Thursday, January 12, 2012

GUMBO YA-YA

Hi folks,

I'm still glowing from the Best Thriller Award from the Preditors and Editors poll! Again, thank you, each and every one who voted and got your pals to vote--what you did for me was the real award.

And... it doesn't stop. I was just informed by Brian Lindenmuth, my editor at Snubnose Press, that my short story collection, GUMBO YA-YA, will be released within the next couple of weeks. He told me I could show y'all the cover... which I LOVE!

Here it tis...





I love it!

Watch for it--I'll be announcing it the instant it becomes available.

The title came about in the same manner as did the title for my first collection MONDAY'S MEAL. There are a couple of requirements traditionally for short story collections. One, at least half should have been previously published in prestigious literary magazines. This collection satisfies that requirement as all but a couple were published in such venues as High Plains Literary Review, Houghton-Mifflin's Best American Mystery Stories, Murdaland Magazine, The Analecta, Blue Moon Literary and Art Review Magazine, Imaginary Friends Anthology, Flatmancrooked, Aethlon, Noir Nation International Crime Magazine, On The Record anthology, and an essay in it was published in Circle K Magazine. A couple of the stories were nominated for the Pushcart Award and Edgar Allan Poe (short story category) Awards. So, that requirement was satisfied. Although, increasingly, collections aren't requiring prior publication as much these days.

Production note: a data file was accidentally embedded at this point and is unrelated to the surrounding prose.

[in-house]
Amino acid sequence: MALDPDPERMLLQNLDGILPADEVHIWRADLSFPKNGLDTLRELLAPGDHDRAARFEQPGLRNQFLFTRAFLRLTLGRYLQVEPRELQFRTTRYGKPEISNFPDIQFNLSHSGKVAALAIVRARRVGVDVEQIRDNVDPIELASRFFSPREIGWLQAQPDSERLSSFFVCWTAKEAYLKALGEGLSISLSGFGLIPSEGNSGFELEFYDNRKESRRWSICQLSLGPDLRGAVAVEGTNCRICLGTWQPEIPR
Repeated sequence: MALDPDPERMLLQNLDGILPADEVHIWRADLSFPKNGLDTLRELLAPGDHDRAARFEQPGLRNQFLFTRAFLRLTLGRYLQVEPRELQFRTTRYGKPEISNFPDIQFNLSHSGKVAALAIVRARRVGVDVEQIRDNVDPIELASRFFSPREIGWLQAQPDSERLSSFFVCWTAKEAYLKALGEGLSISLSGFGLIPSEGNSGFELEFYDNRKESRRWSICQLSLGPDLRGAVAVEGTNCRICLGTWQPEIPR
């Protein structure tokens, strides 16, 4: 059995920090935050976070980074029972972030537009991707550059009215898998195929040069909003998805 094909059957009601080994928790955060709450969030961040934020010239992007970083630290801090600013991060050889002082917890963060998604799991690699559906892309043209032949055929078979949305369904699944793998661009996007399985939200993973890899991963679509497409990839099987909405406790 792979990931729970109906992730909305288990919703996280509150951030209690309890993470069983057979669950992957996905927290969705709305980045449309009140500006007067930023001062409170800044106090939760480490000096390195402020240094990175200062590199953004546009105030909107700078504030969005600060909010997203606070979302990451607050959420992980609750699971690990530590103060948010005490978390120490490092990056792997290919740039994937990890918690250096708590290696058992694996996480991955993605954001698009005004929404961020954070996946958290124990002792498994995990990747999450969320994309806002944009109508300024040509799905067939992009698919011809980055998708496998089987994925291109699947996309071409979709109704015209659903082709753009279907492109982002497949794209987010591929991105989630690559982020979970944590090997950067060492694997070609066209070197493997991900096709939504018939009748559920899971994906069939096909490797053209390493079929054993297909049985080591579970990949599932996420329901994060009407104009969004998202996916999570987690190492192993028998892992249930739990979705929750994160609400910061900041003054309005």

Two,  short story collections are traditionally supposed to be centered around a theme.


Which was a problem with MONDAY'S MEAL and I faced the same problem with this one. There just isn't a theme in either collection. And publishers decided a long time ago that readers wanted to know what the stories were about. They didn’t feel readers would buy otherwise. If the reader was into crime or noir, they wanted the stories in a collection to be about… crime or noir. If they wanted to read tales about romance, they wanted to know that’s what they were buying. If they wanted horror… well, you get the picture. The problem was in MONDAY’S MEAL was that the stories included in it were kind of all over the map. No “theme” involved. Just stories. So I came up with what I felt was the perfect solution. I titled it MONDAY’S MEAL.

In the South, where I grew up, Monday was traditionally washday. In my youth (back when dinosaurs first went on the endangered list) Monday was the day when the wife took care of her brood of children, did the week’s wash, cleaned the house, did a host of other chores, and still prepared a hearty meal for supper. Because of time constraints, that was the day most women prepared a stew or, where I lived, on the Texas Gulf Coast, a gumbo. It was the perfect meal for Mondays, because the woman could run in whenever she had a spare moment or two, throw in an ingredient, and go back out and hang out another load on the clothesline and yell at the kids for fighting amongst themselves. What happened was a lot of ingredients went into it—ingredients that, upon first glance, looked unrelated and even questionable as to how they’d work together—but in the end, when she ladled it out to her husband and kids, turned out to be a delicious combination.